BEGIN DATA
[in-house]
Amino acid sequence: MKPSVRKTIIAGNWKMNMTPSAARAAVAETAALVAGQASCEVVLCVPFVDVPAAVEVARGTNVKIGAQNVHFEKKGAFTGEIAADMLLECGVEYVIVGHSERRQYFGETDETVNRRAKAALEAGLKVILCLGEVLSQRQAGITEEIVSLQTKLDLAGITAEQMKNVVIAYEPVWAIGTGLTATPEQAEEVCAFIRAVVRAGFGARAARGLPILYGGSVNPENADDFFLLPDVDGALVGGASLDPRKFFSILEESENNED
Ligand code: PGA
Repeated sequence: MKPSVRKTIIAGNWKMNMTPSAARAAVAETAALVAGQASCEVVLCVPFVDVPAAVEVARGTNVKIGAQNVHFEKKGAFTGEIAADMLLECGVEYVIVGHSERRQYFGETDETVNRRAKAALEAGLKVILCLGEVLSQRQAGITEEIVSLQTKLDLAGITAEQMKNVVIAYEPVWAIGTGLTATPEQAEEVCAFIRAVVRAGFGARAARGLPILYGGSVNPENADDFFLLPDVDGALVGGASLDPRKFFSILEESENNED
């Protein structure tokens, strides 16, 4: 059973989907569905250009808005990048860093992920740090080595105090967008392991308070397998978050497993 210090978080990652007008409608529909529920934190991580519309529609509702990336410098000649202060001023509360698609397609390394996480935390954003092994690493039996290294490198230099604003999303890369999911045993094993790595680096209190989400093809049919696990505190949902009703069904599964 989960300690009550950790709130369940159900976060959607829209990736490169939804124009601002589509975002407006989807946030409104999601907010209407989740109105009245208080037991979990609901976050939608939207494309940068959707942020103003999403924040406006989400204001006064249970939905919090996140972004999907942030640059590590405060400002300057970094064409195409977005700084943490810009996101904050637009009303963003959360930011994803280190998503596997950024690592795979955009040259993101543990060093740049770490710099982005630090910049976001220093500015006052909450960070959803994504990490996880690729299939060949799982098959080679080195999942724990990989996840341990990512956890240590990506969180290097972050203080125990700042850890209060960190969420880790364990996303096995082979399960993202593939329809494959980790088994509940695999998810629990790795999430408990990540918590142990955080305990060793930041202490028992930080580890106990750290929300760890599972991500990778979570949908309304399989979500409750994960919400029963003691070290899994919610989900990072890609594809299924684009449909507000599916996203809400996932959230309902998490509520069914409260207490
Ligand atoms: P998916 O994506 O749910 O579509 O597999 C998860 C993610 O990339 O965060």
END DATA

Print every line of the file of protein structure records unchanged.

[in-house]
Amino acid sequence: MKPSVRKTIIAGNWKMNMTPSAARAAVAETAALVAGQASCEVVLCVPFVDVPAAVEVARGTNVKIGAQNVHFEKKGAFTGEIAADMLLECGVEYVIVGHSERRQYFGETDETVNRRAKAALEAGLKVILCLGEVLSQRQAGITEEIVSLQTKLDLAGITAEQMKNVVIAYEPVWAIGTGLTATPEQAEEVCAFIRAVVRAGFGARAARGLPILYGGSVNPENADDFFLLPDVDGALVGGASLDPRKFFSILEESENNED
Ligand code: PGA
Repeated sequence: MKPSVRKTIIAGNWKMNMTPSAARAAVAETAALVAGQASCEVVLCVPFVDVPAAVEVARGTNVKIGAQNVHFEKKGAFTGEIAADMLLECGVEYVIVGHSERRQYFGETDETVNRRAKAALEAGLKVILCLGEVLSQRQAGITEEIVSLQTKLDLAGITAEQMKNVVIAYEPVWAIGTGLTATPEQAEEVCAFIRAVVRAGFGARAARGLPILYGGSVNPENADDFFLLPDVDGALVGGASLDPRKFFSILEESENNED
């Protein structure tokens, strides 16, 4: 059973989907569905250009808005990048860093992920740090080595105090967008392991308070397998978050497993 210090978080990652007008409608529909529920934190991580519309529609509702990336410098000649202060001023509360698609397609390394996480935390954003092994690493039996290294490198230099604003999303890369999911045993094993790595680096209190989400093809049919696990505190949902009703069904599964 989960300690009550950790709130369940159900976060959607829209990736490169939804124009601002589509975002407006989807946030409104999601907010209407989740109105009245208080037991979990609901976050939608939207494309940068959707942020103003999403924040406006989400204001006064249970939905919090996140972004999907942030640059590590405060400002300057970094064409195409977005700084943490810009996101904050637009009303963003959360930011994803280190998503596997950024690592795979955009040259993101543990060093740049770490710099982005630090910049976001220093500015006052909450960070959803994504990490996880690729299939060949799982098959080679080195999942724990990989996840341990990512956890240590990506969180290097972050203080125990700042850890209060960190969420880790364990996303096995082979399960993202593939329809494959980790088994509940695999998810629990790795999430408990990540918590142990955080305990060793930041202490028992930080580890106990750290929300760890599972991500990778979570949908309304399989979500409750994960919400029963003691070290899994919610989900990072890609594809299924684009449909507000599916996203809400996932959230309902998490509520069914409260207490
Ligand atoms: P998916 O994506 O749910 O579509 O597999 C998860 C993610 O990339 O965060």